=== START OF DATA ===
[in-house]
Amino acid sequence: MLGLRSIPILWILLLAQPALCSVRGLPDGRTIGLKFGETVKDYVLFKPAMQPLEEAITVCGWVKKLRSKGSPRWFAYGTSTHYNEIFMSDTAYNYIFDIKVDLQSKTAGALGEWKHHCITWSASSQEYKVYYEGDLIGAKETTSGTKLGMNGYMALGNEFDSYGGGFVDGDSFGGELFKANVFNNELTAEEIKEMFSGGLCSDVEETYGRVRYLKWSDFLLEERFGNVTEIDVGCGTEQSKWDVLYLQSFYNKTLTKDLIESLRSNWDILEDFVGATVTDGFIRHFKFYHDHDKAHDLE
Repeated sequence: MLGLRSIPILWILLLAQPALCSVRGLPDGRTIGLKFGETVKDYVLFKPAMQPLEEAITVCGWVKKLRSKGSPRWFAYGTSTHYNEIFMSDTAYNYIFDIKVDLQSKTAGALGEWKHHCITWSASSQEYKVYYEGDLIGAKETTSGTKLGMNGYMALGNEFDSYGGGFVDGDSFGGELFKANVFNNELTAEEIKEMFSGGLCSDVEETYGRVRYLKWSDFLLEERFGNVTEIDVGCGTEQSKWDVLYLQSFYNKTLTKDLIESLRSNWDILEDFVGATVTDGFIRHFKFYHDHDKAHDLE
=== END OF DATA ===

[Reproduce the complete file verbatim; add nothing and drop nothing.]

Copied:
[in-house]
Amino acid sequence: MLGLRSIPILWILLLAQPALCSVRGLPDGRTIGLKFGETVKDYVLFKPAMQPLEEAITVCGWVKKLRSKGSPRWFAYGTSTHYNEIFMSDTAYNYIFDIKVDLQSKTAGALGEWKHHCITWSASSQEYKVYYEGDLIGAKETTSGTKLGMNGYMALGNEFDSYGGGFVDGDSFGGELFKANVFNNELTAEEIKEMFSGGLCSDVEETYGRVRYLKWSDFLLEERFGNVTEIDVGCGTEQSKWDVLYLQSFYNKTLTKDLIESLRSNWDILEDFVGATVTDGFIRHFKFYHDHDKAHDLE
Repeated sequence: MLGLRSIPILWILLLAQPALCSVRGLPDGRTIGLKFGETVKDYVLFKPAMQPLEEAITVCGWVKKLRSKGSPRWFAYGTSTHYNEIFMSDTAYNYIFDIKVDLQSKTAGALGEWKHHCITWSASSQEYKVYYEGDLIGAKETTSGTKLGMNGYMALGNEFDSYGGGFVDGDSFGGELFKANVFNNELTAEEIKEMFSGGLCSDVEETYGRVRYLKWSDFLLEERFGNVTEIDVGCGTEQSKWDVLYLQSFYNKTLTKDLIESLRSNWDILEDFVGATVTDGFIRHFKFYHDHDKAHDLE